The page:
Funny and touching, it works miracles in 3-D. (How To Train Your Dragon)
Funny and touching. (Get Low)
Utterly irresistible...Garcia is comic gold! (City Island)
Hilarious and heartfelt. Irresistible. (The Kids Are All Right)
An irresistible blend of humor and heartbreak. (Cemetery Junction)
...brims over with hilarity and heartbreak. You'll laugh 'til it hurts. (Cyrus)
It's a sublimely acted movie, hilarious and heartfelt, and it stays with you. (Jack Goes Boating)
Puts a smile on your face that will last all the way home. (Despicable Me)
Hypnotic! (When You're Strange)
A haunting and hypnotic film. (Cairo Time)
Gives you good reason to be very afraid of the dark. (The Last Exorcism)
A breathless rush of a movie that jumps off the screen, spins your head around and then works its way into your heart. (Scott Pilgrim vs. the World)
It dares you to dive into its anarchy! (Kick-Ass)
Fasten your seat belts. (Joan Rivers: A Piece of Work)
Hang on for the ride. (Salt)
Greenberg pulls you in! (Greenberg)
Relentless suspense holds you in a viselike grip... (The Girl Who Played With Fire)
Riveting. I couldn't take my eyes off it, my guess is that it will knock you sideways. (I'm Still Here)
...takes a piece out of you! (The Greatest)
The mind-blowing movie event of the summer arrives just in time. A knock-out. Inception dreams big. How cool is that? (Inception)
Dazzling...A visual wonderland that is literally a knockout. (Scott Pilgrim vs. the World)
A total blast. (Iron Man 2)
Kick-Ass is a roaring blast of energy! (Kick-Ass)
A rowdy blast. A date-movie must. (She's Out Of My League)
...sizzles with so much nerve-frying suspense that it's hot to the touch. (Shutter Island)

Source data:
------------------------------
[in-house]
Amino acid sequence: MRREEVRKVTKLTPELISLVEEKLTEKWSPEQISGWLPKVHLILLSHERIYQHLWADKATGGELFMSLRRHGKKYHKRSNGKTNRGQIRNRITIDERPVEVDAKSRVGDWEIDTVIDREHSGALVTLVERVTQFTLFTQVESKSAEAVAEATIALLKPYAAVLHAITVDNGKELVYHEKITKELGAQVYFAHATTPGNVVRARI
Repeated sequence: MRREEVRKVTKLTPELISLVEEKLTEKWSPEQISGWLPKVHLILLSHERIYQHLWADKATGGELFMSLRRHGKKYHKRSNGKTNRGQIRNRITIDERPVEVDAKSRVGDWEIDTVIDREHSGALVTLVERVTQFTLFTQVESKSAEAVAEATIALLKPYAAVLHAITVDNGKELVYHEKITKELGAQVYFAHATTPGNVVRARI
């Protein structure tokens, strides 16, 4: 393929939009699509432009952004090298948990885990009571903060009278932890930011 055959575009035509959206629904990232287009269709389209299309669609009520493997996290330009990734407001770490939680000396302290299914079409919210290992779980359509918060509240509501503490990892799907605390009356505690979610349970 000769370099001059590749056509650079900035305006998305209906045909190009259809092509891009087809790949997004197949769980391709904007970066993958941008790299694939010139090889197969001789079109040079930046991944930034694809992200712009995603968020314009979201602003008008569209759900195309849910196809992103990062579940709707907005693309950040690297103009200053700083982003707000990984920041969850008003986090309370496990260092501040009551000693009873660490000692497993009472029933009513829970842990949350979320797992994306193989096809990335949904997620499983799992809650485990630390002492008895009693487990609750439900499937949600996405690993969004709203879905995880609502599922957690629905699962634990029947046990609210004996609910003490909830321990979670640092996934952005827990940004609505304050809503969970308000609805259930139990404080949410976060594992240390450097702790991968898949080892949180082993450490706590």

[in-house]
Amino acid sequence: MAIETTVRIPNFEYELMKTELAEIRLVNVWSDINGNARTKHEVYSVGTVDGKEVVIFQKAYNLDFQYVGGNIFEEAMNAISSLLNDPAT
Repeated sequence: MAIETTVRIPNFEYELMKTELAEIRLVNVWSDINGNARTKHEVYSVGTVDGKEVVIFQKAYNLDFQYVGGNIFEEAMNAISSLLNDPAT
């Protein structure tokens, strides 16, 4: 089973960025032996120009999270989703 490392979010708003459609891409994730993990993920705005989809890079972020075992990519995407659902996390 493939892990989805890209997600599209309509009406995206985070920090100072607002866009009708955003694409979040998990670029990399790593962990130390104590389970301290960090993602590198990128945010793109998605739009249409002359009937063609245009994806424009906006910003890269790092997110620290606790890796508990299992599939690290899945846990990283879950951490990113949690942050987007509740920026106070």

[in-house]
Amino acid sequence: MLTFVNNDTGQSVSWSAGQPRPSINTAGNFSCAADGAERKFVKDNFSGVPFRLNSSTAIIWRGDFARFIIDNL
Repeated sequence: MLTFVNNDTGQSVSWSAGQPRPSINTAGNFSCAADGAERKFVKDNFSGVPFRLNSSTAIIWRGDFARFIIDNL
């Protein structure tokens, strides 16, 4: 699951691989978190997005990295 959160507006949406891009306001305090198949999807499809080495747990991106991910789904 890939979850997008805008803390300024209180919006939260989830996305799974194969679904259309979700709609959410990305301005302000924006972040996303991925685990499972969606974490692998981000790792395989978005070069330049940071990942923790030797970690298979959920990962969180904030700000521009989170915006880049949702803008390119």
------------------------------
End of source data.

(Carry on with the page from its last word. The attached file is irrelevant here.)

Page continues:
Gripping! Affleck knocks it out of the park with this blazing heist film that comes on like gangbusters. 9The Town)
This dynamite thriller shivers with suspense. In a word, wow! (The Girl With The Dragon Tattoo)
It's a spellbinder. Prepare to be wowed. (Let Me In)
This spellbinder will sneak up and floor you. It's that good. A supremely intelligent and deeply touching thriller. Thunderously exciting! (The Secret In Their Eyes)
You'll be talking about this spellbinder for weeks. It pushes every button. There's more killer suspense in this one-of-a-kind film than you'll find in a dozen thrillers. Don't let anyone spoil this story. (Catfish)
...a red hot thriller that keeps popping surprises that shouldn't be spoiled... (Salt)
None of this takes away the opinion of many (including myself) that The Social Network is a very, very good film. It does not get any better because Peter McQuotypants calls it "the movie of the year" in any capacity. How can you take Travers seriously looking at those quotes above? Who cares if he says that Fincher's film "brilliantly defines the decade" when he was on record for the terrible, Middle Men, which should be taught in film schools as the anti-Social Network; the polar opposite way to tell a story about reckless, young brainiacs with an idea that changes the online world forever. (In Middle Men's case it was not Facebook, but disguising internet porn charges on your credit card.) Travers called that film "this summer's sleeper hit", which to date has grossed less than $734,000 (less than probably every summer film that had a television commercial) and also "a film for our time." Two films, each in many ways a different side of the same coin, referred to by Travers as defining the decade and "a film for our time."
A film for our time. (Middle Men)
...brilliantly defines the decade. (The Social Network)
Practically defines independent cinema. (Sugar)
Mathieu Amalric's performance defines the world extraordinary. (The Diving Bell and the Butterfly)
A new star is born in Jamal Woolard, who defines what it means to hypnotize... (Notorious)
And Peter Travers defines what a quote whore really is.
link directly to this feature at http://www.efilmcritic.com/feature.php?feature=3089
originally posted: 10/04/10 12:36:21
last updated: 10/05/10 08:49:36